A Discovery of Confessional Accountability Practices of Leaders in the Brethren Church Denomination Based in Ashland, Ohio

Author
Steven Leon Cole
Abstract
A Discovery of Confessional Accountability Practices of Leaders in the Brethren Church Denomination Based in Ashland, Ohio:
The purpose of this project was to discover the personal spiritual practices regarding confessional accountability among leaders in The Brethren Church denomination based in Ashland, Ohio. The participants were evaluated by distributing an assessment both by mail and email. The surveys were returned by mail or completed on a survey website where they were stored for data to be
compiled for evaluation.

The most prominent finding revealed that respondents held a high value
for pastors to have vulnerable relationships but found it difficult to develop and
sustain relationships where they can engage in confession and spiritual healing.

A Resource for the Ohio District of the Brethren Church

Author
Richard G Hagopian
Abstract
A Resource for the Ohio District of the Brethren Church by Richard Hagopian:
The purpose of the project was to create a resource from Smoky Row Brethren Church's structure that could serve as an effective guide for the sustainability of other Brethren Churches in the Ohio District of the Brethren Church, The design of this project included a resource entitled A Manual of Congregational Renewal, which was distributed to and assessed by recognized Brethren leaders in Ohio. The results of the project revealed that the resource can, with some equivocation, be agreed to by the respondents as achieving its purpose.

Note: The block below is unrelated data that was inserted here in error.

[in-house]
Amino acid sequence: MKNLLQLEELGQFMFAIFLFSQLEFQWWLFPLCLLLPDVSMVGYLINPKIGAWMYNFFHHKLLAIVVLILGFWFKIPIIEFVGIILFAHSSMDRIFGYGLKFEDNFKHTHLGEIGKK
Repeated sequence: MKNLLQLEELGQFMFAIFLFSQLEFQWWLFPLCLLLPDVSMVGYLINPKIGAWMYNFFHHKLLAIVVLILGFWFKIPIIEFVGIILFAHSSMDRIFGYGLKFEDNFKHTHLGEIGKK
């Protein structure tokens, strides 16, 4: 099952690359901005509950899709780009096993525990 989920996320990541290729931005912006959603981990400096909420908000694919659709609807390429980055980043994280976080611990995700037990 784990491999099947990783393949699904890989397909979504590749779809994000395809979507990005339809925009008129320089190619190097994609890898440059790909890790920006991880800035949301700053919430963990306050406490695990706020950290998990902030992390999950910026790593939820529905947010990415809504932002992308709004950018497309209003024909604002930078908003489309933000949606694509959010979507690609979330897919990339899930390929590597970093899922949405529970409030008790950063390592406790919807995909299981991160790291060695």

Developing a support strategy for bivocational pastors affiliated with the Mississippi Baptist Convention Board

Author
Michael Dale Lee D.Min.
Abstract
The purpose of this project was to develop a support strategy for bivocational pastors affiliated with the Mississippi Baptist Convention Board (MBCB). The project director based the process on Hugh Townsend’s Set the Journey: a Strategy Development Model for Associations. The director enlisted a team composed of Baptist leaders – Both bivocational and fully-funded – from across the state. The primary goals of the process were to: (1) create a “Bivocational Pastors Profile,” (2) determine “best practices” within other state Baptist Conventions, (3) develop a finalized strategy, and (4) present the strategy to appropriate leadership for both approval and affirmation in order to proceed with implementation, albeit outside the scope of the actual project. The project relied on survey data and a professional strengths inventory together with focus groups composed of pastors and spouses at six regional Dialogue Dinners. The team merged accumulated data along with practices of various state Baptist conventions in order to arrive at a proposed strategy addressing three primary needs: (1) developing relationships between bivocational pastors and Baptist entities, (2) strengthening ministry marriages and families, and (3) developing the spiritual discipline of prayer.